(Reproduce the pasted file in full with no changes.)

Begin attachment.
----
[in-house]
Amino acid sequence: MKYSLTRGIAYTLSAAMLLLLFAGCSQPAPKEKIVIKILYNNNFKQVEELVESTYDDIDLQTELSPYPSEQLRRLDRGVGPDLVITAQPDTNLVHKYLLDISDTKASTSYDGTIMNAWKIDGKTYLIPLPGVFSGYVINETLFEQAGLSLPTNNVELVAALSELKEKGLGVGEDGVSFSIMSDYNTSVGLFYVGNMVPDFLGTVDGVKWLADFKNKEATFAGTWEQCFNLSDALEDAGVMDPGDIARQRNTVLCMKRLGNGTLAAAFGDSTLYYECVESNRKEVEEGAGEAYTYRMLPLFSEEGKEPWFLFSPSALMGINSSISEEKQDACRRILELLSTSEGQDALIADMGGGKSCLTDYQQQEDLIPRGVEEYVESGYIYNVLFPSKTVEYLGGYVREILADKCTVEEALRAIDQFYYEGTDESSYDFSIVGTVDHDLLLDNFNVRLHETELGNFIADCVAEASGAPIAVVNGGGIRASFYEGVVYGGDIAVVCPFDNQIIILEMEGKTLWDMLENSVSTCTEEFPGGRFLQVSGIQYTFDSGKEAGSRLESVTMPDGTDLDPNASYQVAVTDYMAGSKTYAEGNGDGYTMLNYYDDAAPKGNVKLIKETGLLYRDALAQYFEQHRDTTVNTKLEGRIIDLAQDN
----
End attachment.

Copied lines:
[in-house]
Amino acid sequence: MKYSLTRGIAYTLSAAMLLLLFAGCSQPAPKEKIVIKILYNNNFKQVEELVESTYDDIDLQTELSPYPSEQLRRLDRGVGPDLVITAQPDTNLVHKYLLDISDTKASTSYDGTIMNAWKIDGKTYLIPLPGVFSGYVINETLFEQAGLSLPTNNVELVAALSELKEKGLGVGEDGVSFSIMSDYNTSVGLFYVGNMVPDFLGTVDGVKWLADFKNKEATFAGTWEQCFNLSDALEDAGVMDPGDIARQRNTVLCMKRLGNGTLAAAFGDSTLYYECVESNRKEVEEGAGEAYTYRMLPLFSEEGKEPWFLFSPSALMGINSSISEEKQDACRRILELLSTSEGQDALIADMGGGKSCLTDYQQQEDLIPRGVEEYVESGYIYNVLFPSKTVEYLGGYVREILADKCTVEEALRAIDQFYYEGTDESSYDFSIVGTVDHDLLLDNFNVRLHETELGNFIADCVAEASGAPIAVVNGGGIRASFYEGVVYGGDIAVVCPFDNQIIILEMEGKTLWDMLENSVSTCTEEFPGGRFLQVSGIQYTFDSGKEAGSRLESVTMPDGTDLDPNASYQVAVTDYMAGSKTYAEGNGDGYTMLNYYDDAAPKGNVKLIKETGLLYRDALAQYFEQHRDTTVNTKLEGRIIDLAQDN